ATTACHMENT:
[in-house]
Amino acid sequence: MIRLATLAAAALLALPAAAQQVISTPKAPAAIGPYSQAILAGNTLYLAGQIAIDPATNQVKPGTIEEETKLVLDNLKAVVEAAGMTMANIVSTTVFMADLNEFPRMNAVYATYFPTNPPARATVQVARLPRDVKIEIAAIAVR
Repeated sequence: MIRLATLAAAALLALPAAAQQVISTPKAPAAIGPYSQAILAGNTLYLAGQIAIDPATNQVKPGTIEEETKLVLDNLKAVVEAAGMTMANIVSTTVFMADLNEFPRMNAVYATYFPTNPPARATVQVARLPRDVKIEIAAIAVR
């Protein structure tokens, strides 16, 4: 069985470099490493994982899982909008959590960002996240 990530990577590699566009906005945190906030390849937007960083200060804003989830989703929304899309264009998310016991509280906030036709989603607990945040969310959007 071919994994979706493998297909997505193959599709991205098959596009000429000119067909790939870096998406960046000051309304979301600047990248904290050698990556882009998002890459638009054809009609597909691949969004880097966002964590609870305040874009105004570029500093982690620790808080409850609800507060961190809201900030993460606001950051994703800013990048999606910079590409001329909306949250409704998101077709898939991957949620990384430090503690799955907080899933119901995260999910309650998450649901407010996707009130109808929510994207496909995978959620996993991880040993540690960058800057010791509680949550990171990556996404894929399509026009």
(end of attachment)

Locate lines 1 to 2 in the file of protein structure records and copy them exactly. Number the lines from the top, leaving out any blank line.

[in-house]
Amino acid sequence: MIRLATLAAAALLALPAAAQQVISTPKAPAAIGPYSQAILAGNTLYLAGQIAIDPATNQVKPGTIEEETKLVLDNLKAVVEAAGMTMANIVSTTVFMADLNEFPRMNAVYATYFPTNPPARATVQVARLPRDVKIEIAAIAVR